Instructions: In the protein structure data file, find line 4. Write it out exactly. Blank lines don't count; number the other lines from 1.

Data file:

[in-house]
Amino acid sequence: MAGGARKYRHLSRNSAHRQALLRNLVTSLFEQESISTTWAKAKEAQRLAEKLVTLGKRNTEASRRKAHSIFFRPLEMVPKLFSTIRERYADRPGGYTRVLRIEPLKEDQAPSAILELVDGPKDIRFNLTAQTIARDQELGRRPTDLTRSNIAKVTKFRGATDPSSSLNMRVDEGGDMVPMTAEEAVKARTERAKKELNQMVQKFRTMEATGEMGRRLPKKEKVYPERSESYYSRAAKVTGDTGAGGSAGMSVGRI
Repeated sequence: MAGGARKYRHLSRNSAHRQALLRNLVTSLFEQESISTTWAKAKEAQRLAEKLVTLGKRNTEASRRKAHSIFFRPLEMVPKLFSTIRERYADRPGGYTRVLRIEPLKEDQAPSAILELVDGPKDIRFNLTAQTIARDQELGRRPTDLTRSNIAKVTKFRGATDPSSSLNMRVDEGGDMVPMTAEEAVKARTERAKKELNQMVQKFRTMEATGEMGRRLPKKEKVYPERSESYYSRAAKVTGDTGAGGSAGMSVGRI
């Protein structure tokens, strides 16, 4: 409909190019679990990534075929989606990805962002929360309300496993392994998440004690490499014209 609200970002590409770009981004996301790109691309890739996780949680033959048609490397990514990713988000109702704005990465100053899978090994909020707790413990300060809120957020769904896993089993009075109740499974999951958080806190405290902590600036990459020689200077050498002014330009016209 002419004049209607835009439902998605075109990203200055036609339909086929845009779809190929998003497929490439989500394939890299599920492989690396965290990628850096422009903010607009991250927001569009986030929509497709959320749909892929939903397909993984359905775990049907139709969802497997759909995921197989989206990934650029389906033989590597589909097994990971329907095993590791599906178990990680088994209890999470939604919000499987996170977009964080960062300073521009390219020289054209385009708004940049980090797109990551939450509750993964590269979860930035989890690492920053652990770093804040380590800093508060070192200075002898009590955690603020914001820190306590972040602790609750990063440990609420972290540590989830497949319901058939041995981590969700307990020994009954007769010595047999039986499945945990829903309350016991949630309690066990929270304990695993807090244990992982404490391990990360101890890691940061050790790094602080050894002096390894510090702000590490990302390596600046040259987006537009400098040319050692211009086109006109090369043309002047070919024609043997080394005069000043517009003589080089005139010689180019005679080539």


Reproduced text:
């Protein structure tokens, strides 16, 4: 409909190019679990990534075929989606990805962002929360309300496993392994998440004690490499014209 609200970002590409770009981004996301790109691309890739996780949680033959048609490397990514990713988000109702704005990465100053899978090994909020707790413990300060809120957020769904896993089993009075109740499974999951958080806190405290902590600036990459020689200077050498002014330009016209 002419004049209607835009439902998605075109990203200055036609339909086929845009779809190929998003497929490439989500394939890299599920492989690396965290990628850096422009903010607009991250927001569009986030929509497709959320749909892929939903397909993984359905775990049907139709969802497997759909995921197989989206990934650029389906033989590597589909097994990971329907095993590791599906178990990680088994209890999470939604919000499987996170977009964080960062300073521009390219020289054209385009708004940049980090797109990551939450509750993964590269979860930035989890690492920053652990770093804040380590800093508060070192200075002898009590955690603020914001820190306590972040602790609750990063440990609420972290540590989830497949319901058939041995981590969700307990020994009954007769010595047999039986499945945990829903309350016991949630309690066990929270304990695993807090244990992982404490391990990360101890890691940061050790790094602080050894002096390894510090702000590490990302390596600046040259987006537009400098040319050692211009086109006109090369043309002047070919024609043997080394005069000043517009003589080089005139010689180019005679080539």